Facebook said on Wednesday that it is rolling out an update to its news feed algorithm that is designed to reduce the visibility of sites offering what it calls a "low quality" experience.
The social network said the tweaks to the algorithm are part of its ongoing efforts to fight misinformation and misleading advertising. It has made a number of changes to the news-feed over the past year aimed at both news publishers and advertisers who don't meet its standards.
In a recent essay, Facebook CEO Mark Zuckerberg talked about how he wants the social network to help in the creation of what he called "informed communities."
Part of what's required to do that, Zuckerberg said, is ensuring that the information users get on the social network is accurate. The essay was seen by many observers as a sign that Facebook was taking seriously some of the criticism of its role in distributing "fake news."
In a blog post, the company said it has heard from users that "they are disappointed when they click on a link that leads to a web page containing little substantive content, and that is covered in disruptive, shocking, or malicious ads."
Get Data Sheet, Fortune’s technology newsletter.
The algorithm update means the news feed will contain fewer of these kinds of posts, Facebook said. However, the company didn't give a lot of detail on what it considers to be "substantive content," or how that term will be defined by the algorithm.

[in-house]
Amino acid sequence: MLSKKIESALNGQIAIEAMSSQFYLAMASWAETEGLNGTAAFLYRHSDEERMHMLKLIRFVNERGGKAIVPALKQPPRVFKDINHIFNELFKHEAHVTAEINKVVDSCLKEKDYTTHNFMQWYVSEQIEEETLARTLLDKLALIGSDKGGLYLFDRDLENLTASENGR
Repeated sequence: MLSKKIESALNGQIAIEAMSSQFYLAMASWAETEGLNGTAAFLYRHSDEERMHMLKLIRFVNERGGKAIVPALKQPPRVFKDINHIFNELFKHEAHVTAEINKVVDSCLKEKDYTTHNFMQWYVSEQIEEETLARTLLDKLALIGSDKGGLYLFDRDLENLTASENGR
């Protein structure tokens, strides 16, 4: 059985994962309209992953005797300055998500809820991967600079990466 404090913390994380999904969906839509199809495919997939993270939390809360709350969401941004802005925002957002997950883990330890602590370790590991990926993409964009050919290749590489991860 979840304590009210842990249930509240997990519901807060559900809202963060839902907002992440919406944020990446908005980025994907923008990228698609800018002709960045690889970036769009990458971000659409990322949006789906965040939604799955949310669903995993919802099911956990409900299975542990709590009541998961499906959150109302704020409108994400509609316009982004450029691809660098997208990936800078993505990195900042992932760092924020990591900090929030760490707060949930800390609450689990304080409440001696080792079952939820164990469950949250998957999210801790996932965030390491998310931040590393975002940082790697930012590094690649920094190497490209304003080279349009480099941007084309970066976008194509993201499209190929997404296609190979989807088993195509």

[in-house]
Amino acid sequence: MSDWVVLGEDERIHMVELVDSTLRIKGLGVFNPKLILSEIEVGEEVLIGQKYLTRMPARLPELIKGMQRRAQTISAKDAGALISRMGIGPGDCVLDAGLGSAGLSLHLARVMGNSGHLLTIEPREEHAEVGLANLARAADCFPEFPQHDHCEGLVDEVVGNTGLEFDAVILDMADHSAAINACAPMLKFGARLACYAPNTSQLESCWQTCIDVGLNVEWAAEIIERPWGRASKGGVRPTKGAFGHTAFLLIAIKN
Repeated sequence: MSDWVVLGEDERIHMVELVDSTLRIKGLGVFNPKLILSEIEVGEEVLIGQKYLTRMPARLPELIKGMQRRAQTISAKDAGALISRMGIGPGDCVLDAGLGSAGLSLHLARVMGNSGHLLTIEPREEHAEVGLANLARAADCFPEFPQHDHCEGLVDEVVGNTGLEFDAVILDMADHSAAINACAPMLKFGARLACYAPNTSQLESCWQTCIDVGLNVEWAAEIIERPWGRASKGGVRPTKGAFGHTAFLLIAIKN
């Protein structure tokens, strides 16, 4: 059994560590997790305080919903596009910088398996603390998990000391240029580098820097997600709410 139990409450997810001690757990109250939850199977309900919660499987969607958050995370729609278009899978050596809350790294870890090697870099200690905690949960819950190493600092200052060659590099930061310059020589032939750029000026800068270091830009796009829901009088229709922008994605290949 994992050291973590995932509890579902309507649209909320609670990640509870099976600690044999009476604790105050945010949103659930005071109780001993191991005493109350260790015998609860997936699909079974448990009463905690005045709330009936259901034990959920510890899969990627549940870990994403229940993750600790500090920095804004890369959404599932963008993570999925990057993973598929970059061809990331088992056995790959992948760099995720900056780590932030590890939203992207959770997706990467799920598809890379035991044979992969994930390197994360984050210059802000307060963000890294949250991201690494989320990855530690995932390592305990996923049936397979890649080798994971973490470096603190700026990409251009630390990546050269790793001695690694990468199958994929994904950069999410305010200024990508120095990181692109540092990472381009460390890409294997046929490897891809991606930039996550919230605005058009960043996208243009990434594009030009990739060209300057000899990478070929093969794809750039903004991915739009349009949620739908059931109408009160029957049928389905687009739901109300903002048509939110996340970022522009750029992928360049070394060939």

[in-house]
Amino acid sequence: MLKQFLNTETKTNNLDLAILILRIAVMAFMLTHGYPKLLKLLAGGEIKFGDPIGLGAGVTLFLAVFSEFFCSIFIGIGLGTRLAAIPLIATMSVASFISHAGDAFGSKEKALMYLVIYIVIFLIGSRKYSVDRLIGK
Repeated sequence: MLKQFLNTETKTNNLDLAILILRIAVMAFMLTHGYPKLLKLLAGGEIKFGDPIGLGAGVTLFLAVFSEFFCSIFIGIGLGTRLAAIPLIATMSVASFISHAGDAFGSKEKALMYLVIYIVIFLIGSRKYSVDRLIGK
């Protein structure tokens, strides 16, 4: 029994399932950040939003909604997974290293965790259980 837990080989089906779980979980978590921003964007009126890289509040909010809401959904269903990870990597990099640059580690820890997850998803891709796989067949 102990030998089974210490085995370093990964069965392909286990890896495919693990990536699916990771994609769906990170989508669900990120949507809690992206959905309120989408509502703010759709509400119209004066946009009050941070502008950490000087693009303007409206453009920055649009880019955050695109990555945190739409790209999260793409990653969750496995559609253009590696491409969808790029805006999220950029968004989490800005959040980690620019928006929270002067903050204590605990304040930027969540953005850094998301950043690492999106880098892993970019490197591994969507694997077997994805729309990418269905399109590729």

Earlier this year, Facebook made tweaks to the algorithm that it said were designed to promote "authentic" content. But it didn't give many details about what that consisted of either, except to say that the algorithm had been trained to recognize it.
Based on the description of what it is targeting, it looks like the network is aiming at sites that consist primarily of clickbait articles and ads like "Six Tips to be Amazing in Bed." Reducing their visibility will make it harder for them to monetize their traffic, the company said.
As with many algorithm updates, it's not clear how many of these kinds of ads a page has to use or display before it is defined as offering a low-quality experience.
In a blog post aimed at publishers, the social network warned that they should be careful not to have a "disproportionate volume of ads related to content" on their pages. It also warned that those who use sexually suggestive ads could be impacted, and those who use pop-up ads and interstitials, which take over a user's screen while a page is loading.
Some publishers have complained that they are reduced to using such ads because Google and Facebook have taken over most of the digital advertising market, and made it difficult for publishers to make money from their content without resorting to such methods.
Last year, Facebook announced that it was going after advertisers who relied on spammy or misleading ads in an attempt to reduce the economic incentives of those publishers, and it said the latest news feed update is a follow-up to those efforts.
The social network said it looked at hundreds of thousands of web pages to determine what kinds of characteristics these low-quality pages share, and then trained its artificial intelligence software to find new pages with similar characteristics.
Website publishers and news sites should "continue posting stories their audiences will like," Facebook advised, but those who have the kind of low-quality experience it is targeting should expect to see a decline in traffic. Those who have a higher quality offering "may see a small increase in traffic" as a result of the changes, it said.